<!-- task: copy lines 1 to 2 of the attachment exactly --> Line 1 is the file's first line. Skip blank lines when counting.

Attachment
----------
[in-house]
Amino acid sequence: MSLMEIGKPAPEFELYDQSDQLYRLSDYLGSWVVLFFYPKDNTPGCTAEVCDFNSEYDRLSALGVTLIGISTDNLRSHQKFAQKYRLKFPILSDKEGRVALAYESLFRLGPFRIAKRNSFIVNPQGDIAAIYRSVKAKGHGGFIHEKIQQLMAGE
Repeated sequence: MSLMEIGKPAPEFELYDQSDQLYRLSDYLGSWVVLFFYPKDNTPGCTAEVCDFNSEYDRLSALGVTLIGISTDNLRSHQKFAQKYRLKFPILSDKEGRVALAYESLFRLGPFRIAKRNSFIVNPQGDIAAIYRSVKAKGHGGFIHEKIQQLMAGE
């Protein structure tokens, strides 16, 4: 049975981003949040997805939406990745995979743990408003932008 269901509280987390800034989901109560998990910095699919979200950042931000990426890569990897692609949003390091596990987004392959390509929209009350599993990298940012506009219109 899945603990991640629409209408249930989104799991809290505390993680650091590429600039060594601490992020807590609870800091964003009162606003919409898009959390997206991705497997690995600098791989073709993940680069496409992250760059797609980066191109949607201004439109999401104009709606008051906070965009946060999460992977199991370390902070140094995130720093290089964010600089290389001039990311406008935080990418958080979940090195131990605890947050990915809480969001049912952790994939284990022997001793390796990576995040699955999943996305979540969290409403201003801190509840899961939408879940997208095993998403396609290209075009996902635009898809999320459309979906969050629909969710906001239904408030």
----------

[in-house]
Amino acid sequence: MSLMEIGKPAPEFELYDQSDQLYRLSDYLGSWVVLFFYPKDNTPGCTAEVCDFNSEYDRLSALGVTLIGISTDNLRSHQKFAQKYRLKFPILSDKEGRVALAYESLFRLGPFRIAKRNSFIVNPQGDIAAIYRSVKAKGHGGFIHEKIQQLMAGE